Without music, concerts wouldn’t exist and funk would just be the smell emanating from an old sock filled with corn. Lend an ear to this GrouponLive deal to a Sheldon Friends of Chamber Music concert at the Sheldon Museum of Art’s Ethel S. Abbott Auditorium. Choose from the following options:
- For $17, you get a general-admission ticket to one concert (up to a $35 value). Choose between the following concerts:
- Cuarteto Latinoamericano on Saturday, March 17, at 8 p.m.
- Robert Walters Jr. and the Jasper String Quartet, on Sunday, April 29 at 3 p.m. (up to a $35 value)
- For $30, you get one general-admission ticket to each of the above concerts (up to a $70 value).<p>
Students are regularly admitted for $8. A preconcert lecture begins 30 minutes before each show.
A preconcert lecture introduces audiences to the music and history of the following 90-minute performance. At the postshow reception, attendees mingle with the performers over wine and cheese refreshments.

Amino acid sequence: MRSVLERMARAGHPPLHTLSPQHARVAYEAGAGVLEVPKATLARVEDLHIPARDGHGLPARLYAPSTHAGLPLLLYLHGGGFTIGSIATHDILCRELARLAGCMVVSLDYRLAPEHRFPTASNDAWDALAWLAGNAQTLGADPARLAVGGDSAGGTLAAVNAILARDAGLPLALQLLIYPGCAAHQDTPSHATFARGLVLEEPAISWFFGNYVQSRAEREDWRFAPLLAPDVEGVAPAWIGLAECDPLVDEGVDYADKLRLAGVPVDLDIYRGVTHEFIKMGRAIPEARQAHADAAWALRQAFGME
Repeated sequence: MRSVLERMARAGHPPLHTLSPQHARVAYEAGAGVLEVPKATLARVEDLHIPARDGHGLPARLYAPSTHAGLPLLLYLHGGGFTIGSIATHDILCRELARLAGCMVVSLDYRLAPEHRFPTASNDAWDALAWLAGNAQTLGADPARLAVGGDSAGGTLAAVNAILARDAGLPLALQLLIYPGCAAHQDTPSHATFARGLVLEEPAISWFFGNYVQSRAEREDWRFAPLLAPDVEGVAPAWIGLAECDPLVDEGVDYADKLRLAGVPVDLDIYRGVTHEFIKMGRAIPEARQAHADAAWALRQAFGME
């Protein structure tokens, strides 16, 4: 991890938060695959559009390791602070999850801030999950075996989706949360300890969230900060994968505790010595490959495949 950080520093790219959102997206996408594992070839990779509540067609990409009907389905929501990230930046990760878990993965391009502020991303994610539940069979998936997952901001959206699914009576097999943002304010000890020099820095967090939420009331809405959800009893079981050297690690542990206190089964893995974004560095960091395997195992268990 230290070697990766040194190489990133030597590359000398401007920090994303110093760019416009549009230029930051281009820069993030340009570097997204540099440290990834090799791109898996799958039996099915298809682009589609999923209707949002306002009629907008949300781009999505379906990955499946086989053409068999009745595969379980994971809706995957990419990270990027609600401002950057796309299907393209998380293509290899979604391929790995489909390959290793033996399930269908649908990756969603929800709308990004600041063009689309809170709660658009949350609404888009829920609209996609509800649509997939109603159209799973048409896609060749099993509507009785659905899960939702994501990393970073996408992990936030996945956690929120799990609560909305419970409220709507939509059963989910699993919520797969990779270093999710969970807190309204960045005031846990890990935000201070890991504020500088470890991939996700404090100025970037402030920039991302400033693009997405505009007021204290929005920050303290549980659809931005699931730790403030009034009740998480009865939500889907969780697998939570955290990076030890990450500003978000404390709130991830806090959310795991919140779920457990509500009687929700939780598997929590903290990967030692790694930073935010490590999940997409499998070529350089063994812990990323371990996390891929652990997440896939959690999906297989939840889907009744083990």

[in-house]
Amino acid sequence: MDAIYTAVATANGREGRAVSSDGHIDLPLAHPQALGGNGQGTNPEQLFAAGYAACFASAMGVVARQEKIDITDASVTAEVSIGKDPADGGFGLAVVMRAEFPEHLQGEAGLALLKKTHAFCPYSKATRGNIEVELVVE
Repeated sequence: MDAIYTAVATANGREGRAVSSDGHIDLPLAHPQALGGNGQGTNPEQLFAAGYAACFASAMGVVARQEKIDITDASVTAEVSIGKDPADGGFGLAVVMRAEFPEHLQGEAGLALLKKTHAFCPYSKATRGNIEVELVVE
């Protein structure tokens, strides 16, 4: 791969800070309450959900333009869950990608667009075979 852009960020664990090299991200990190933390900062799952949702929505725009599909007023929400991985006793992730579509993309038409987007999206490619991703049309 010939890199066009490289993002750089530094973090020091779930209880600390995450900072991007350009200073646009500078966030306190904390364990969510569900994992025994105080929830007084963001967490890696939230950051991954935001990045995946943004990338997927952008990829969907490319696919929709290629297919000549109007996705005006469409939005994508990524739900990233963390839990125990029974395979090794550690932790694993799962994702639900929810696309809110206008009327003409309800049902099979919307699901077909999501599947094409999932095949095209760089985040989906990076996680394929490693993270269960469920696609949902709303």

Sheldon Friends of Chamber Music has drawn out-of-state musicians to southeastern Nebraska for more than 40 consecutive seasons. This spring it sources a pair of shows from the Midwest and further afield: the Grammy-nominated Cuarteto Latinoamericano imports four leading lights of the Mexican classical-music scene. The three Bitrán brothers and violist Javier Montiel have been nurturing their string-based synergy since 1982 while thoroughly canvassing all corners of the Latin American string repertoire. The Jasper String Quartet, on the other hand, takes an intensely personal approach to program curation, relying on emotional resonance to guide a selection of works that have ranged from Haydn to Ligeti. Oboist Robert Walters Jr. lays his mellow tone atop their bowing and plucking in pieces that, regardless of composition date, search out new resonances to evoke modernity without converting every tune into a ringtone.
Intimate performances blossom in the auditorium of the Sheldon Museum of Art, whose wealth of modern pieces engages concertgoers during intermission. Preconcert lectures imbue each passage with greater meaning via a discussion of the music’s structure and history, and the night’s performers grace postshow wine-and-cheese receptions so that audiences can meet the personalities behind the euphony and chat with them about their favorite notes.